Society grant-funded symposium on translational cell biology a huge success
More story below the images.
Research talks and posters by students, postdocs, and faculty highlighted the diversity of research in the state while unifying everyone under a common passion for science. I smiled as I walked amidst the posters that afternoon and heard exclamations of newfound common interests and related research questions. Surely several collaborations resulted from that day! Along with three faculty talks, six graduate student abstracts were selected for brief, 12-minute lectures. Seeing students at my career stage produce such excellent work was encouraging and made me proud of the community of which I am a part.
Over the lunch break, two career development discussion groups were held. At “The Academic Elevator Pitch – Breaking the Structured Presentation Format,” participants learned to boil down their research into understandable, memorable nuggets that could be quickly explained. At the second discussion group, “Opportunities for Women in Biomedical Science,” I was pleasantly surprised to see an increase in male attendance from the previous year. A panel of two female/wives/mothers/…/scientists discussed balancing the various roles that not only women but we all must manage as we develop ourselves and our careers. It was a good reminder to seek balance in life as well as mentors who will offer the support we all need.
By far the highlight of my day came with the keynote address given by James E. Bear from the University of North Carolina (UNC) at Chapel Hill as he displayed his lab’s work unraveling the underlying mechanisms of actin-based cell motility. During his talk, I felt less that I was sitting in a science lecture and more that I was at some well-anticipated movie premiere. The excitement with which he presented his lab’s data was contagious and made me remember the enthusiasm that sparked my love of science.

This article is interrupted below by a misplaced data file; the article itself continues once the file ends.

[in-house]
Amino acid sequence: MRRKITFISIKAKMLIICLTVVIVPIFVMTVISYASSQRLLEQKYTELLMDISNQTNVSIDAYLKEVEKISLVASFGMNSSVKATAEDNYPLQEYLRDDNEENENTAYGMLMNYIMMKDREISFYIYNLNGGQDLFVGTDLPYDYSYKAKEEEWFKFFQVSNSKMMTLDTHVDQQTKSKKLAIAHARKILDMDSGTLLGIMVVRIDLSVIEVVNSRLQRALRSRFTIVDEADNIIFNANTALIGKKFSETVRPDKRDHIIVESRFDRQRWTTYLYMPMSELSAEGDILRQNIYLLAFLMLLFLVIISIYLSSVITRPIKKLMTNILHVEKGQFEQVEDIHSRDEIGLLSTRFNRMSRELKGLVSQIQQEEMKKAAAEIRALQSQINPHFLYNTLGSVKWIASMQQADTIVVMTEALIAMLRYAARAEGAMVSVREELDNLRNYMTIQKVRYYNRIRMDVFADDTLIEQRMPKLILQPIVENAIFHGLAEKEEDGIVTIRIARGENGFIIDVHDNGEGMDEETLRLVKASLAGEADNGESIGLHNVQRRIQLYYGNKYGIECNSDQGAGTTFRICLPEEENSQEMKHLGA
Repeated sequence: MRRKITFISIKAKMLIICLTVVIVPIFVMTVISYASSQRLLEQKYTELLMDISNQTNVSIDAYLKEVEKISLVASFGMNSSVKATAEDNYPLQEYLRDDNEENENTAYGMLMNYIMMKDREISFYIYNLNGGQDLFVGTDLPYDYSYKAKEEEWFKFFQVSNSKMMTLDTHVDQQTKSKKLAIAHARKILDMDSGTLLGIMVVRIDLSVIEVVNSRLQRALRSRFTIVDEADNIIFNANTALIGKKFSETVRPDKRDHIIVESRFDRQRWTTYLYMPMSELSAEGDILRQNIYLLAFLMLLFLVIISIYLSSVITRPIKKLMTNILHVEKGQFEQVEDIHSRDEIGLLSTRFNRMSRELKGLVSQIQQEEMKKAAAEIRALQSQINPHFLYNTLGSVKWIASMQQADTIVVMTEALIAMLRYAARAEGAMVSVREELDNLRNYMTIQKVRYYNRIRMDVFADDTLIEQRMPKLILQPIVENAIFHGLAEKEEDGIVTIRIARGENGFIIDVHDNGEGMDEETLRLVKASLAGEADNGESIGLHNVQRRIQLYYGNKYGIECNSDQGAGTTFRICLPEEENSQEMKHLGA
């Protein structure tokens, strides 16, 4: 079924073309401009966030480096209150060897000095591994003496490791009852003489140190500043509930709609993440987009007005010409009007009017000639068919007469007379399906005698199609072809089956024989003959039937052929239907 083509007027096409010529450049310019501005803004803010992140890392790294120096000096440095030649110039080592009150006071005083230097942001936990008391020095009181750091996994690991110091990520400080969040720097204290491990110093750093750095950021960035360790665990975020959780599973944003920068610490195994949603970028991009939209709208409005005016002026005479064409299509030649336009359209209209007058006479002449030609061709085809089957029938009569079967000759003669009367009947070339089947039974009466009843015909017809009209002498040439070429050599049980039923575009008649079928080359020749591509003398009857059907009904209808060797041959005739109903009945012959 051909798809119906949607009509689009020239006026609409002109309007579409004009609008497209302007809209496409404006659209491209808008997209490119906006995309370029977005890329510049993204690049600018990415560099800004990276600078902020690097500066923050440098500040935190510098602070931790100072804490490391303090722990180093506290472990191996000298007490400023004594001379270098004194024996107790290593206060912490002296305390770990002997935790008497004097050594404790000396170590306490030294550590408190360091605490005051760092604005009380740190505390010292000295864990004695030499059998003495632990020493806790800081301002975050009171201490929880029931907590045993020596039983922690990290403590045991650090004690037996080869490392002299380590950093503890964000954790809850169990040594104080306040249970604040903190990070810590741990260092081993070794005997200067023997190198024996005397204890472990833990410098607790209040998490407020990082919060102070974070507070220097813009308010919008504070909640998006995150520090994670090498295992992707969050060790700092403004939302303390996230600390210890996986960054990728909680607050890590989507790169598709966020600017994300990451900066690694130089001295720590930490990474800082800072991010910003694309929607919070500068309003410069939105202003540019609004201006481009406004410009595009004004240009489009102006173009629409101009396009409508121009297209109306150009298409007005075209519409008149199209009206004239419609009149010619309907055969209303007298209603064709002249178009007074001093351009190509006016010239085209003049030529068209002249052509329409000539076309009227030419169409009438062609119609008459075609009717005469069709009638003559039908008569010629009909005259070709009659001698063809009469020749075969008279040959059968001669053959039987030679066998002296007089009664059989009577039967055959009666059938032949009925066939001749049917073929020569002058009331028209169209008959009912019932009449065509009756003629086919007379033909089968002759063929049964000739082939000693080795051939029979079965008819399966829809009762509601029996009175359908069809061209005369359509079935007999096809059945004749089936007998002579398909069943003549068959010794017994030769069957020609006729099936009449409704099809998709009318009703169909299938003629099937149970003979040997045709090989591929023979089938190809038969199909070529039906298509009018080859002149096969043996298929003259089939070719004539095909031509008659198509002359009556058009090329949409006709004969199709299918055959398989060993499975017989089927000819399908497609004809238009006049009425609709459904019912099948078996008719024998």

The day ended with an informal reception at a local food establishment—a well-deserved time of relaxation from a packed but good day. Eric Vitriol (UF) joked that last year was the worst year for this symposium, and in a humorous way, he was right. Both last year and this year were incredibly enriching, educational, and enjoyable experiences, but if I had to choose between two equally good things, I would have to say that this year was the best so far. I can’t wait to see what the students have in store for another successful event next year at the Third Annual FTCBS!
By the Numbers:
- Kristen Skruber, MS (UF, @kskruber1, email@example.com)
- Breanna K. Burkes (UF, firstname.lastname@example.org)
- John Calise (UF, https://www.linkedin.com/in/s-john-calise-8ab40754/, email@example.com)
- Christine Mehner, MD (Mayo Clinic, @ChrisMehnerMD, firstname.lastname@example.org)
- Caitlyn Blake-Hedges (FSU, https://www.linkedin.com/in/caitlynblake-hedges/, @caitlynicole7, email@example.com)
- Swaran Nandini (ASCB Ambassador for UCF, linkedin.com/in/swaranN, firstname.lastname@example.org)
- Mayo Clinic
- Florida Atlantic University
- Nova Southeastern University
- New York University
- University of Puerto Rico
- UNC at Chapel Hill
Participant Career Levels:
- 72 Graduate Students
- 39 Faculty
- 24 Undergrad
- 15 Other (Laboratory Technicians, Research Staff, etc.)
- 14 Postdocs
Graduate student and postdoc members of ASCB wishing to organize a small meeting to benefit their local cell biology community are encouraged to apply for an Early Career Meeting Grant. The next Application Deadline: January 15, 2019